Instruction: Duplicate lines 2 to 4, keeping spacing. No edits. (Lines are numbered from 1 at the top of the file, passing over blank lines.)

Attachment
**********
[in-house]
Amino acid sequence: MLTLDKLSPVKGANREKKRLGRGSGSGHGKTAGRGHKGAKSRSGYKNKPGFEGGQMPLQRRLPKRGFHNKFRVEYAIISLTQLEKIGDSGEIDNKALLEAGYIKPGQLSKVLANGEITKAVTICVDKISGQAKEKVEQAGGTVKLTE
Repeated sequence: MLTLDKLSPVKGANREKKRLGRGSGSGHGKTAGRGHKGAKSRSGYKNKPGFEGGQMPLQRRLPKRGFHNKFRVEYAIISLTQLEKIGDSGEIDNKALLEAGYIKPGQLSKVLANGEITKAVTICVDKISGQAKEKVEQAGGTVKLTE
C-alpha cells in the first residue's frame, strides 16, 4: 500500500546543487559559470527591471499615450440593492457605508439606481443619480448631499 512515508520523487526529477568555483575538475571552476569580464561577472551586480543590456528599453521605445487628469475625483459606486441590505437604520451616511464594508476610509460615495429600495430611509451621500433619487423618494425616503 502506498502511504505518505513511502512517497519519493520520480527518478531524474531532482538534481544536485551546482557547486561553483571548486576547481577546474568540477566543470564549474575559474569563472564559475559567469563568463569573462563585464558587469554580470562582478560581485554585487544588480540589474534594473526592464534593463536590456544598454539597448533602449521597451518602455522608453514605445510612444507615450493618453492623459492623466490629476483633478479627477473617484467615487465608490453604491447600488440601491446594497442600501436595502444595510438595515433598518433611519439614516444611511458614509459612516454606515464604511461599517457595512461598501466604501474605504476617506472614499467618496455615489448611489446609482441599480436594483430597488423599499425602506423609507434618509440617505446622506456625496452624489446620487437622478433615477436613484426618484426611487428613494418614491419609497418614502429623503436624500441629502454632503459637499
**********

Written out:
Amino acid sequence: MLTLDKLSPVKGANREKKRLGRGSGSGHGKTAGRGHKGAKSRSGYKNKPGFEGGQMPLQRRLPKRGFHNKFRVEYAIISLTQLEKIGDSGEIDNKALLEAGYIKPGQLSKVLANGEITKAVTICVDKISGQAKEKVEQAGGTVKLTE
Repeated sequence: MLTLDKLSPVKGANREKKRLGRGSGSGHGKTAGRGHKGAKSRSGYKNKPGFEGGQMPLQRRLPKRGFHNKFRVEYAIISLTQLEKIGDSGEIDNKALLEAGYIKPGQLSKVLANGEITKAVTICVDKISGQAKEKVEQAGGTVKLTE
C-alpha cells in the first residue's frame, strides 16, 4: 500500500546543487559559470527591471499615450440593492457605508439606481443619480448631499 512515508520523487526529477568555483575538475571552476569580464561577472551586480543590456528599453521605445487628469475625483459606486441590505437604520451616511464594508476610509460615495429600495430611509451621500433619487423618494425616503 502506498502511504505518505513511502512517497519519493520520480527518478531524474531532482538534481544536485551546482557547486561553483571548486576547481577546474568540477566543470564549474575559474569563472564559475559567469563568463569573462563585464558587469554580470562582478560581485554585487544588480540589474534594473526592464534593463536590456544598454539597448533602449521597451518602455522608453514605445510612444507615450493618453492623459492623466490629476483633478479627477473617484467615487465608490453604491447600488440601491446594497442600501436595502444595510438595515433598518433611519439614516444611511458614509459612516454606515464604511461599517457595512461598501466604501474605504476617506472614499467618496455615489448611489446609482441599480436594483430597488423599499425602506423609507434618509440617505446622506456625496452624489446620487437622478433615477436613484426618484426611487428613494418614491419609497418614502429623503436624500441629502454632503459637499